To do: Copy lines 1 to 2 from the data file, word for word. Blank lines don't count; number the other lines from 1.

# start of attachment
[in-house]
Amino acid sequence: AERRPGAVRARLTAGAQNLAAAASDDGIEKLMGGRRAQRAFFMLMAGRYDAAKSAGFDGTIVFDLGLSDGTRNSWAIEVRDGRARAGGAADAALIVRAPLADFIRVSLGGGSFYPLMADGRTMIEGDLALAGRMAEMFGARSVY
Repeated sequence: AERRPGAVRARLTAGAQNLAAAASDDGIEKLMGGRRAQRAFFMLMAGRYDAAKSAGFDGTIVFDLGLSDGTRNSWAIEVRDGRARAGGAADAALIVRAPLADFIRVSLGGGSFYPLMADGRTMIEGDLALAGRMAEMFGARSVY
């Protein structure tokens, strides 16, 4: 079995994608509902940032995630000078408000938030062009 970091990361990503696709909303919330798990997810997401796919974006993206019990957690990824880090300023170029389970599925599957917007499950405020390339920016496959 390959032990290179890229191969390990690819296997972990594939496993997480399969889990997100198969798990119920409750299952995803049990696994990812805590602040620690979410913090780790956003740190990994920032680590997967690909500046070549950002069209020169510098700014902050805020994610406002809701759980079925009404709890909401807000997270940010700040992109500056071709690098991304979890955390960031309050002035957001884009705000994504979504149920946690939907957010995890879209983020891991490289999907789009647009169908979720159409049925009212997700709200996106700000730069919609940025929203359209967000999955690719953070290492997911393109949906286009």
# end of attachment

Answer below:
[in-house]
Amino acid sequence: AERRPGAVRARLTAGAQNLAAAASDDGIEKLMGGRRAQRAFFMLMAGRYDAAKSAGFDGTIVFDLGLSDGTRNSWAIEVRDGRARAGGAADAALIVRAPLADFIRVSLGGGSFYPLMADGRTMIEGDLALAGRMAEMFGARSVY